In his speech at the closing ceremony of IFFI 2022, jury head Nadav Lapid said the movie was inappropriate for an artistic and competitive section of such a prestigious film festival.

A poster of The Kashmir Files
news IFFI 2022 Tuesday, November 29, 2022 - 08:19
Written by  Agencies

Israeli filmmaker Nadav Lapid, the jury head of the 53rd International Film Festival of India (IFFI), on Monday described Hindi film 'The Kashmir Files' as "propaganda" and “vulgar". In his speech at the closing ceremony of IFFI 2022, Lapid said he was "disturbed and shocked" to see the film being screened at the film festival.

"All of us were disturbed and shocked by the movie 'The Kashmir Files'. It felt to us like a propaganda and vulgar movie that was inappropriate for an artistic and competitive section of such a prestigious film festival. I feel comfortable to openly share this feeling with you since the spirit of the festival can truly accept critical discussion which is essential for art and life,” Lapid said.

'The Kashmir Files', which was released in theatres on March 11, was part of the Indian Panorama Section at IFFI and was screened on November 22.

Written and directed by Vivek Agnihotri and produced by Zee Studios, the film depicts the exodus of Kashmiri Hindus from Kashmir following the killings of people from the community by Pakistan-backed terrorists.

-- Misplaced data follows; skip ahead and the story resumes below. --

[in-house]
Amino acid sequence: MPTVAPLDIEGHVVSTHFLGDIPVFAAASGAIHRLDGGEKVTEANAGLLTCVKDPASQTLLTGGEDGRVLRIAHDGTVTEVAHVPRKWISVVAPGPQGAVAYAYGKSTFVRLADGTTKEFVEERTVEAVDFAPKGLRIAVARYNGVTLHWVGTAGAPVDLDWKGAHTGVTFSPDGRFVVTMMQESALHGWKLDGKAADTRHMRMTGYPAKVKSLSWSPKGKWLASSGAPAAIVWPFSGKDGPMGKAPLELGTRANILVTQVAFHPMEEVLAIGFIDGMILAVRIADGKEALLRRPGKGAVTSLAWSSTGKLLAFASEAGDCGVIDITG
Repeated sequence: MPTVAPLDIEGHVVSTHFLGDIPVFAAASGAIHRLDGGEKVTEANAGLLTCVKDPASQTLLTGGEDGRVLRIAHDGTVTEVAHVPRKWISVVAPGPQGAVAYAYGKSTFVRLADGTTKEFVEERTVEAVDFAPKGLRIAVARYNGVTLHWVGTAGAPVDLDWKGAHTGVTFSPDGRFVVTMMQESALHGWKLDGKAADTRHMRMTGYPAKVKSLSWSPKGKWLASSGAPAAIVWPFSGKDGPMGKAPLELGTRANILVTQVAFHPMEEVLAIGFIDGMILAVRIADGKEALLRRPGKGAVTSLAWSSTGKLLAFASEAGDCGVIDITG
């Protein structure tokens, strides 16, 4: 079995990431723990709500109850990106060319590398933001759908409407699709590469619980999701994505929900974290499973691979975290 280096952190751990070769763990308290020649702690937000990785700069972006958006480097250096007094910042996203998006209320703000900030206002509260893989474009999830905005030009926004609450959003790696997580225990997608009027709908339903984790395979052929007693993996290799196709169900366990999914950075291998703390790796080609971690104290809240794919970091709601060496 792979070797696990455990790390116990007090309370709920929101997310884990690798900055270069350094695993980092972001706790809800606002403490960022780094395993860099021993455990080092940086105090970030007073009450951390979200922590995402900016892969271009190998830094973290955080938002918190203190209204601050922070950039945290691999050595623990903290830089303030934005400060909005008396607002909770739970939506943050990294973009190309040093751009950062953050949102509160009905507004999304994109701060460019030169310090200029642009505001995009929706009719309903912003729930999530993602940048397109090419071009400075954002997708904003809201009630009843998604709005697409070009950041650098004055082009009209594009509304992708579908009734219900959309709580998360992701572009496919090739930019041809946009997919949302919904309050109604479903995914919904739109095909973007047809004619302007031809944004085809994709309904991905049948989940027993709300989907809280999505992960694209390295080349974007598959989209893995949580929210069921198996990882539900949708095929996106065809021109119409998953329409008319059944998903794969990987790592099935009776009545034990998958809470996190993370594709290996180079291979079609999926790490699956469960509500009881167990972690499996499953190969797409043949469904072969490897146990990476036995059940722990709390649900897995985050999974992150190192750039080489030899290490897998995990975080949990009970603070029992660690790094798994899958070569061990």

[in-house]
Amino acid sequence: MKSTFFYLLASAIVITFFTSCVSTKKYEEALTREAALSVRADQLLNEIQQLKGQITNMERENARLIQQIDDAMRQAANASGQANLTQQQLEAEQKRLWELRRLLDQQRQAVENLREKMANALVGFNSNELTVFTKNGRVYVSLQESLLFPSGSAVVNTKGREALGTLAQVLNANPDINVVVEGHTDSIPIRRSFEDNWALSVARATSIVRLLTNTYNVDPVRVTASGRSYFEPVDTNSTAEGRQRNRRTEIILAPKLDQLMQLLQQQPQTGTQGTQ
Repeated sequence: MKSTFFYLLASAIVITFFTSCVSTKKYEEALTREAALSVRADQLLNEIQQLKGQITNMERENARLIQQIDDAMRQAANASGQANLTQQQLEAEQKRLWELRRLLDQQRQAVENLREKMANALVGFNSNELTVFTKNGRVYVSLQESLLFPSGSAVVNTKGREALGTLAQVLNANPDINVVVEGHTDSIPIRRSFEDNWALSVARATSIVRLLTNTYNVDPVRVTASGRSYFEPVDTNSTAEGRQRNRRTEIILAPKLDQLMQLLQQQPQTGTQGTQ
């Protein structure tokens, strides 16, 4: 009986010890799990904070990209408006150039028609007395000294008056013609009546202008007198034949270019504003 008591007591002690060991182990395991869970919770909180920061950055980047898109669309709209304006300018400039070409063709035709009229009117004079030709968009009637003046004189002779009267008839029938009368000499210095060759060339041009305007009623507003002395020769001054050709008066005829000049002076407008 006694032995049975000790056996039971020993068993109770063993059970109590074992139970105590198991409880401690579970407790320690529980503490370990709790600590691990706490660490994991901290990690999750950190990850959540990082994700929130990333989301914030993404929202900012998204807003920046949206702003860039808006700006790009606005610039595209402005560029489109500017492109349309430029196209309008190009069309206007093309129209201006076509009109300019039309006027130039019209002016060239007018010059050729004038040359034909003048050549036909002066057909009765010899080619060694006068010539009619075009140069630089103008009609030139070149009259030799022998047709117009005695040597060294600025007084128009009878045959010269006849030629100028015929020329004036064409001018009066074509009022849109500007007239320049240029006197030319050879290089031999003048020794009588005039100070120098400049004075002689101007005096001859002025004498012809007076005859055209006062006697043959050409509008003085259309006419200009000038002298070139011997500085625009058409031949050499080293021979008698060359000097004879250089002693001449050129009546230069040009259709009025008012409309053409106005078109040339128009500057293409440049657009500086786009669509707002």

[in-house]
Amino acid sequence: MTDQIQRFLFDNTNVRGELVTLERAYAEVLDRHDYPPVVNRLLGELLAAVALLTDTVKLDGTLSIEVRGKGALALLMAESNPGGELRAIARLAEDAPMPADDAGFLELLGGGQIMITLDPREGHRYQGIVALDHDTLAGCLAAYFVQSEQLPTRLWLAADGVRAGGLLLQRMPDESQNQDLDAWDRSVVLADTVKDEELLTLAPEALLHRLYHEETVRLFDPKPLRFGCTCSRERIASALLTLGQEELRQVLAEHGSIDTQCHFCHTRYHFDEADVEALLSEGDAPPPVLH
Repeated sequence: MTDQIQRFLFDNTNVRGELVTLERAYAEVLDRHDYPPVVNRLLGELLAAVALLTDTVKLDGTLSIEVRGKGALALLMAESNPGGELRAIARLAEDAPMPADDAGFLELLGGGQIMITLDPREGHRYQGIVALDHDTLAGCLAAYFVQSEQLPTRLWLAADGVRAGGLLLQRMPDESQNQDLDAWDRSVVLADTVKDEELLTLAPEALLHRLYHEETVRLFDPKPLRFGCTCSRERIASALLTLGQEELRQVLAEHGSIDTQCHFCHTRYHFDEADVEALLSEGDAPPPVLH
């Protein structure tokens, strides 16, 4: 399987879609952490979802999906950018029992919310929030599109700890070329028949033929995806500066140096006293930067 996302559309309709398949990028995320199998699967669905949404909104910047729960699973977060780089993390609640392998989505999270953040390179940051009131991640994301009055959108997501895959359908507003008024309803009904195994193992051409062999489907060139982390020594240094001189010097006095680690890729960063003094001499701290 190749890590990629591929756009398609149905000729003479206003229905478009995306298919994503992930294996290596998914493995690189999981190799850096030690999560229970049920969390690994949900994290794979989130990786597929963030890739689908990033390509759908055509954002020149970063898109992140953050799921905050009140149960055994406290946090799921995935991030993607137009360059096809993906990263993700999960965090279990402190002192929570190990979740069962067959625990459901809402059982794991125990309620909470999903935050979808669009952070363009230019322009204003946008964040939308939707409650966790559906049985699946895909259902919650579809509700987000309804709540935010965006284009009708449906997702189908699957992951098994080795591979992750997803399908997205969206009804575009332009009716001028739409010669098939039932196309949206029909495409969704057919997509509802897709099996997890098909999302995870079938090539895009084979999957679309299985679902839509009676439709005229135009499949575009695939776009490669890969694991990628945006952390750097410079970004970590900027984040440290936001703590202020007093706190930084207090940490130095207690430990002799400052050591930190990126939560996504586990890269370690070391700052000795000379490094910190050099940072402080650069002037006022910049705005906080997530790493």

It stars Anupam Kher, Darshan Kumar, Mithun Chakraborty and Pallavi Joshi among others. Kher attended the special screening of the film at the 53rd IFFI on November 22. The nine-day-long film gala began on November 20.

On November 23, Anupam Kher, speaking about 'The Kashmir files' had said that it helped people all over the world to be aware of the tragedy that happened to Kashmiri Pandits community in 1990s.

Read: Kashmir is not a file: Propaganda and politics in India

"It is a film based on true incidents. Film director Vivek Agnihotri interviewed around 500 people all around the world for the movie. On the night of January 19, 1990, five lakh Kashmiri Pandits had to leave their homes and memories in the Kashmir Valley following rising violence. As a Kashmiri Hindu, I lived with the tragedy. But nobody was recognising the tragedy. World was trying to hide this tragedy. The film started a healing process by documenting the tragedy," Kher had added.

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